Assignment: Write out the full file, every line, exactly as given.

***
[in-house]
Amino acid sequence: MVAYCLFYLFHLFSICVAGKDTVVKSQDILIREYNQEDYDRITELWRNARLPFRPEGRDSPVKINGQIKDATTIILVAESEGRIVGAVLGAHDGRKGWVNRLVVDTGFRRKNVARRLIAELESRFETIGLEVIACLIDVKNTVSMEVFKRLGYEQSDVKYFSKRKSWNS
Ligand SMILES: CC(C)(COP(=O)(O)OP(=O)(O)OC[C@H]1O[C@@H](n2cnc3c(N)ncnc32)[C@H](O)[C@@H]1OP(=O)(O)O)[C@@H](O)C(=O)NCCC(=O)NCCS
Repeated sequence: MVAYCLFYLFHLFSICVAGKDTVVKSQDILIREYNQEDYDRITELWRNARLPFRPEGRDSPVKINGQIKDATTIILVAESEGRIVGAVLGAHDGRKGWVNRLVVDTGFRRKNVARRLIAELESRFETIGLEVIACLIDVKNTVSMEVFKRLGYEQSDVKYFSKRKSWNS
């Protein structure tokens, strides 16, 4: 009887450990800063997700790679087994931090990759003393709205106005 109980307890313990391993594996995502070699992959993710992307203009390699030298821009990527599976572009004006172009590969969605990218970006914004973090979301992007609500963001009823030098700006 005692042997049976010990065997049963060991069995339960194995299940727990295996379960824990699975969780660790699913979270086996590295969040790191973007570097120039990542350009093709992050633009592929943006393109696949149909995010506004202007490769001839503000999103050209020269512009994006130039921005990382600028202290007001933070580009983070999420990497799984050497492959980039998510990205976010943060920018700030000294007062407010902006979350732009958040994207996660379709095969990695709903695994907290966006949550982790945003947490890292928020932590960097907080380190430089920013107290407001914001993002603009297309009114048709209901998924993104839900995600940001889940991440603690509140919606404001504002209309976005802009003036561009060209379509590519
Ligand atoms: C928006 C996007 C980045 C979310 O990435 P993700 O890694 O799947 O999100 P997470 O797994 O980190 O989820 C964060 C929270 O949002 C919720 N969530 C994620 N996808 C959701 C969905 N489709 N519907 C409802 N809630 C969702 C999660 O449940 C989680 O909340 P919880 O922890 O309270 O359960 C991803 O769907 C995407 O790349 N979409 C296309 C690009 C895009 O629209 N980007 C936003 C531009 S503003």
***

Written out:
[in-house]
Amino acid sequence: MVAYCLFYLFHLFSICVAGKDTVVKSQDILIREYNQEDYDRITELWRNARLPFRPEGRDSPVKINGQIKDATTIILVAESEGRIVGAVLGAHDGRKGWVNRLVVDTGFRRKNVARRLIAELESRFETIGLEVIACLIDVKNTVSMEVFKRLGYEQSDVKYFSKRKSWNS
Ligand SMILES: CC(C)(COP(=O)(O)OP(=O)(O)OC[C@H]1O[C@@H](n2cnc3c(N)ncnc32)[C@H](O)[C@@H]1OP(=O)(O)O)[C@@H](O)C(=O)NCCC(=O)NCCS
Repeated sequence: MVAYCLFYLFHLFSICVAGKDTVVKSQDILIREYNQEDYDRITELWRNARLPFRPEGRDSPVKINGQIKDATTIILVAESEGRIVGAVLGAHDGRKGWVNRLVVDTGFRRKNVARRLIAELESRFETIGLEVIACLIDVKNTVSMEVFKRLGYEQSDVKYFSKRKSWNS
């Protein structure tokens, strides 16, 4: 009887450990800063997700790679087994931090990759003393709205106005 109980307890313990391993594996995502070699992959993710992307203009390699030298821009990527599976572009004006172009590969969605990218970006914004973090979301992007609500963001009823030098700006 005692042997049976010990065997049963060991069995339960194995299940727990295996379960824990699975969780660790699913979270086996590295969040790191973007570097120039990542350009093709992050633009592929943006393109696949149909995010506004202007490769001839503000999103050209020269512009994006130039921005990382600028202290007001933070580009983070999420990497799984050497492959980039998510990205976010943060920018700030000294007062407010902006979350732009958040994207996660379709095969990695709903695994907290966006949550982790945003947490890292928020932590960097907080380190430089920013107290407001914001993002603009297309009114048709209901998924993104839900995600940001889940991440603690509140919606404001504002209309976005802009003036561009060209379509590519
Ligand atoms: C928006 C996007 C980045 C979310 O990435 P993700 O890694 O799947 O999100 P997470 O797994 O980190 O989820 C964060 C929270 O949002 C919720 N969530 C994620 N996808 C959701 C969905 N489709 N519907 C409802 N809630 C969702 C999660 O449940 C989680 O909340 P919880 O922890 O309270 O359960 C991803 O769907 C995407 O790349 N979409 C296309 C690009 C895009 O629209 N980007 C936003 C531009 S503003």